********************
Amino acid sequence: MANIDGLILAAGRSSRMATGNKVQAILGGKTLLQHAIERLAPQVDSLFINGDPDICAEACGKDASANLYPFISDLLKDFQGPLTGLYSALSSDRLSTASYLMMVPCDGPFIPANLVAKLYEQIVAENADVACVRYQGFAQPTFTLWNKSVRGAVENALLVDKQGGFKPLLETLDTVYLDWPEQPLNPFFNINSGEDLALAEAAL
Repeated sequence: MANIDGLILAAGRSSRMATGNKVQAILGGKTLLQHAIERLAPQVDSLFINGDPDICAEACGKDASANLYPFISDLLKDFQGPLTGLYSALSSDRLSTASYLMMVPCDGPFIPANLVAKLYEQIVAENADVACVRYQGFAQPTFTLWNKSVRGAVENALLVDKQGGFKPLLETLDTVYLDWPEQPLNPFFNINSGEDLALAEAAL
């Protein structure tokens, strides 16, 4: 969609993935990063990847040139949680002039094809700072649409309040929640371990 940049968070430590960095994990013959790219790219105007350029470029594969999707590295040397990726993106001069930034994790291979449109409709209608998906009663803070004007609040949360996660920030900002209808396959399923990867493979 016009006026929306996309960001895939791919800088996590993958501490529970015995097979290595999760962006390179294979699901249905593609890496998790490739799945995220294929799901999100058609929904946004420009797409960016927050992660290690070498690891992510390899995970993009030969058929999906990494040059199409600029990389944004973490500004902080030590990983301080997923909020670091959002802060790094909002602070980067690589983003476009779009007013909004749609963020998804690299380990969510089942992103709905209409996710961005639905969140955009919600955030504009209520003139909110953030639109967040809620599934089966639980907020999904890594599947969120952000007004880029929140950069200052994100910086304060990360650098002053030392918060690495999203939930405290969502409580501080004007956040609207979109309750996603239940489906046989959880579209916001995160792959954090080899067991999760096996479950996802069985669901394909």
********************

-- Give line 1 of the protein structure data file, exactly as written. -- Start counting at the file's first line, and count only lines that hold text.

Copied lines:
Amino acid sequence: MANIDGLILAAGRSSRMATGNKVQAILGGKTLLQHAIERLAPQVDSLFINGDPDICAEACGKDASANLYPFISDLLKDFQGPLTGLYSALSSDRLSTASYLMMVPCDGPFIPANLVAKLYEQIVAENADVACVRYQGFAQPTFTLWNKSVRGAVENALLVDKQGGFKPLLETLDTVYLDWPEQPLNPFFNINSGEDLALAEAAL